Institutional members access full text with Ovid®

The neuropsychological and neurological impact of hepatitis C virus co-infection in HIV-infected subjects

Clifford, David Ba; Evans, Scott Rb; Yang, Yijunb; Gulick, Roy Mc

Section II: Neurocognitive and neuropsychological studies

Objective: To evaluate the effect of hepatitis C virus (HCV)/HIV co-infection on neuropsychological performance and neurological status in HIV/HCV treatment-naive HIV-1-infected individuals we conducted a cross-sectional study using baseline data from an HIV therapy trial.

Methods: HCV status was determined by the presence of anti-HCV antibodies. Neuropsychological function was evaluated by Trailmaking tests, and the Digit Symbol Task. Depression was assessed using the Center for Epidemiologic Studies – Depression Scale. Sleep quality was evaluated by the Pittsburgh Sleep Quality Index and anxiety by the State–Trait Anxiety Inventory for Adults. A questionnaire was designed grading the severity of a variety of symptoms.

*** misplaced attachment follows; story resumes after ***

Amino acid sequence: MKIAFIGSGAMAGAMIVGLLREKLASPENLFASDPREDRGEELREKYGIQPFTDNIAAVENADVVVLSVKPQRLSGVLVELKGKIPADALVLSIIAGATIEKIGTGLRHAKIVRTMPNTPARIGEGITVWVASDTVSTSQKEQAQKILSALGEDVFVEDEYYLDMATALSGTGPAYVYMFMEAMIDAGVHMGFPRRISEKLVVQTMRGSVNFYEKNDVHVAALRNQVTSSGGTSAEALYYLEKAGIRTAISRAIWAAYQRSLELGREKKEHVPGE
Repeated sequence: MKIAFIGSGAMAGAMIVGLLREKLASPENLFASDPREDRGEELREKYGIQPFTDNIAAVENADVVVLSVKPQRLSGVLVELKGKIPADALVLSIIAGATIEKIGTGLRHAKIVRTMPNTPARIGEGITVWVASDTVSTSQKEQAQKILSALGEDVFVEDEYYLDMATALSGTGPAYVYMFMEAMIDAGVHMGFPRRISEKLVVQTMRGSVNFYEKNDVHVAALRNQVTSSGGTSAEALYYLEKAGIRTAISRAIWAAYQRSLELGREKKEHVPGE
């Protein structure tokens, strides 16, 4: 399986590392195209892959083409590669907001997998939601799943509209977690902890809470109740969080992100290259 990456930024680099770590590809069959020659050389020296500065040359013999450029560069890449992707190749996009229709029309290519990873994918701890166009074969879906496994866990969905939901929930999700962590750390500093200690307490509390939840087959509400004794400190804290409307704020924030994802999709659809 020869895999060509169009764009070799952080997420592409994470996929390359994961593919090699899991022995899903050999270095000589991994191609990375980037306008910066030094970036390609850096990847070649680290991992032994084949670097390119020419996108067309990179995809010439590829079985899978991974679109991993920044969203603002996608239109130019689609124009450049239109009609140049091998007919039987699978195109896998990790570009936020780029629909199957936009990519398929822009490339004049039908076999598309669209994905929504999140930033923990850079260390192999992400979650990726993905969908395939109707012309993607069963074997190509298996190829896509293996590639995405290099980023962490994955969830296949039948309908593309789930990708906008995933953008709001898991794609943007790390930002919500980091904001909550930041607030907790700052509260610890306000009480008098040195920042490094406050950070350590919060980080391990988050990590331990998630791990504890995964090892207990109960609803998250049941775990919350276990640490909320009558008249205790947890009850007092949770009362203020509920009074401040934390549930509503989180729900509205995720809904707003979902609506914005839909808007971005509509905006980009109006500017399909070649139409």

Results: Of 264 patients with HCV status data, 30 were HCV positive and 234 were HCV negative. Both groups were comparable except that HCV-positive individuals had a higher prevalence of intravenous drug use and lower educational level. The HCV-positive group had a significantly lower neuropsychological performance overall. Multivariate modeling supported an association between HCV infection status with test performance in the Digit Symbol Task and mood parameters even when controlling for potentially confounding variables. Marginal differences were noted with respect to symptom questionnaire scores and global sleep. No differences were noted with respect to anxiety.

Conclusion: The findings suggest that HCV/HIV co-infection has an adverse impact on neuropsychological function. HCV may also be associated with depressed mood, particularly somatic depressive symptoms. Although confounding contributors to neuropsychological performance are difficult to exclude, exploratory modeling supports the association between HCV infection status and some impairment of neuropsychological performance and depressed mood.

aWashington University School of Medicine, St Louis, MO, USA

bHarvard School of Public Health, Boston, MA, USA

cWeill Medical College of Cornell University, New York, NY, USA.

Correspondence to David B. Clifford, MD, Department of Neurology, Washington University School of Medicine, C.B. 8111, 660 South Euclid Avenue, St Louis, MO 63110, USA. Tel: +1 314 747 8423; fax: +1 314 747 8427; e-mail:

© 2005 Lippincott Williams & Wilkins, Inc.